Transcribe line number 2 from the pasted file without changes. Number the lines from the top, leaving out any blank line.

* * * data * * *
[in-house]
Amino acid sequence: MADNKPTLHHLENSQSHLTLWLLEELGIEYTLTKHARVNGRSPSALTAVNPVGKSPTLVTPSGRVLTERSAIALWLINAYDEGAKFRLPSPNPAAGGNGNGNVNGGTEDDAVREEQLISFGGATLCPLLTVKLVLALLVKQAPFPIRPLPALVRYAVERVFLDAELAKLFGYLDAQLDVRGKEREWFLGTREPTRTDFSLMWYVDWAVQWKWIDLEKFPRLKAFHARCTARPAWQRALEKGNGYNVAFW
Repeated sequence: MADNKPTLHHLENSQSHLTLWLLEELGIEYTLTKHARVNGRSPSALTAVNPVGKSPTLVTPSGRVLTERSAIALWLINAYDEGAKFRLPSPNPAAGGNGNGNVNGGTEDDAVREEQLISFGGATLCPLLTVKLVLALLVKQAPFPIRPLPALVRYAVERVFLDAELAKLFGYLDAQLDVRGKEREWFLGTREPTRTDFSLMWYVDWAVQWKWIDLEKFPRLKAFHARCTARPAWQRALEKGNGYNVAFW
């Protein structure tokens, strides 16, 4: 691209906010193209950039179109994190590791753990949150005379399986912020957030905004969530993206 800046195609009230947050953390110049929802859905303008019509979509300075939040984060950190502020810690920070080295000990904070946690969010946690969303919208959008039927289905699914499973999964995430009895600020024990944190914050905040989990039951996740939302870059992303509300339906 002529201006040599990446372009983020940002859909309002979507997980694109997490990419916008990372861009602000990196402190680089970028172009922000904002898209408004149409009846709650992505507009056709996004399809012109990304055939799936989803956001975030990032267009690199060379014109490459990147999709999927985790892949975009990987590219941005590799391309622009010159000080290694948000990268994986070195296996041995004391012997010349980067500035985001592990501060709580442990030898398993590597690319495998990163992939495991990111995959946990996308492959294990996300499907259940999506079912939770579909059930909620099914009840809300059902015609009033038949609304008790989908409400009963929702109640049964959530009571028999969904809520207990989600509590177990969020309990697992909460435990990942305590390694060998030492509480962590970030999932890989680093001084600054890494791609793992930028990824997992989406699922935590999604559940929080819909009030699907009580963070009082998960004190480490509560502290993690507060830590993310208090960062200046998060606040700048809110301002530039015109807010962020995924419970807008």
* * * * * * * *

Amino acid sequence: MADNKPTLHHLENSQSHLTLWLLEELGIEYTLTKHARVNGRSPSALTAVNPVGKSPTLVTPSGRVLTERSAIALWLINAYDEGAKFRLPSPNPAAGGNGNGNVNGGTEDDAVREEQLISFGGATLCPLLTVKLVLALLVKQAPFPIRPLPALVRYAVERVFLDAELAKLFGYLDAQLDVRGKEREWFLGTREPTRTDFSLMWYVDWAVQWKWIDLEKFPRLKAFHARCTARPAWQRALEKGNGYNVAFW